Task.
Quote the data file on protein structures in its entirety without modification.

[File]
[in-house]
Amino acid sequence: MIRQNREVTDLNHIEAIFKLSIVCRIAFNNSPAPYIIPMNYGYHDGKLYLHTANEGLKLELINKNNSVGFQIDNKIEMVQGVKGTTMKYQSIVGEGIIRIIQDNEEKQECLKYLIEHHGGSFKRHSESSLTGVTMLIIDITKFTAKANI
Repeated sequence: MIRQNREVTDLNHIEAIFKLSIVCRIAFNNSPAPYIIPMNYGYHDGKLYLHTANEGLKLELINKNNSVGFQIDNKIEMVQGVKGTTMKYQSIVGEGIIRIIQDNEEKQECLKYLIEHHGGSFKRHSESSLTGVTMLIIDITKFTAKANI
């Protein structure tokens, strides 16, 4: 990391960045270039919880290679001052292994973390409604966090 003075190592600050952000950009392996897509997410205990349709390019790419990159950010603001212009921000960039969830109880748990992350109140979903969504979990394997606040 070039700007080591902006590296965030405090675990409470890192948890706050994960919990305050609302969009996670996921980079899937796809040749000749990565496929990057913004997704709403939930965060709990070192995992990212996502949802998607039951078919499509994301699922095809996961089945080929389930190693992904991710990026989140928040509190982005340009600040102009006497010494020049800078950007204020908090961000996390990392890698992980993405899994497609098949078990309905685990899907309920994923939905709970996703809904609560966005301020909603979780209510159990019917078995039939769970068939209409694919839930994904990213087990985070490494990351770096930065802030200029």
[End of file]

[in-house]
Amino acid sequence: MIRQNREVTDLNHIEAIFKLSIVCRIAFNNSPAPYIIPMNYGYHDGKLYLHTANEGLKLELINKNNSVGFQIDNKIEMVQGVKGTTMKYQSIVGEGIIRIIQDNEEKQECLKYLIEHHGGSFKRHSESSLTGVTMLIIDITKFTAKANI
Repeated sequence: MIRQNREVTDLNHIEAIFKLSIVCRIAFNNSPAPYIIPMNYGYHDGKLYLHTANEGLKLELINKNNSVGFQIDNKIEMVQGVKGTTMKYQSIVGEGIIRIIQDNEEKQECLKYLIEHHGGSFKRHSESSLTGVTMLIIDITKFTAKANI
């Protein structure tokens, strides 16, 4: 990391960045270039919880290679001052292994973390409604966090 003075190592600050952000950009392996897509997410205990349709390019790419990159950010603001212009921000960039969830109880748990992350109140979903969504979990394997606040 070039700007080591902006590296965030405090675990409470890192948890706050994960919990305050609302969009996670996921980079899937796809040749000749990565496929990057913004997704709403939930965060709990070192995992990212996502949802998607039951078919499509994301699922095809996961089945080929389930190693992904991710990026989140928040509190982005340009600040102009006497010494020049800078950007204020908090961000996390990392890698992980993405899994497609098949078990309905685990899907309920994923939905709970996703809904609560966005301020909603979780209510159990019917078995039939769970068939209409694919839930994904990213087990985070490494990351770096930065802030200029």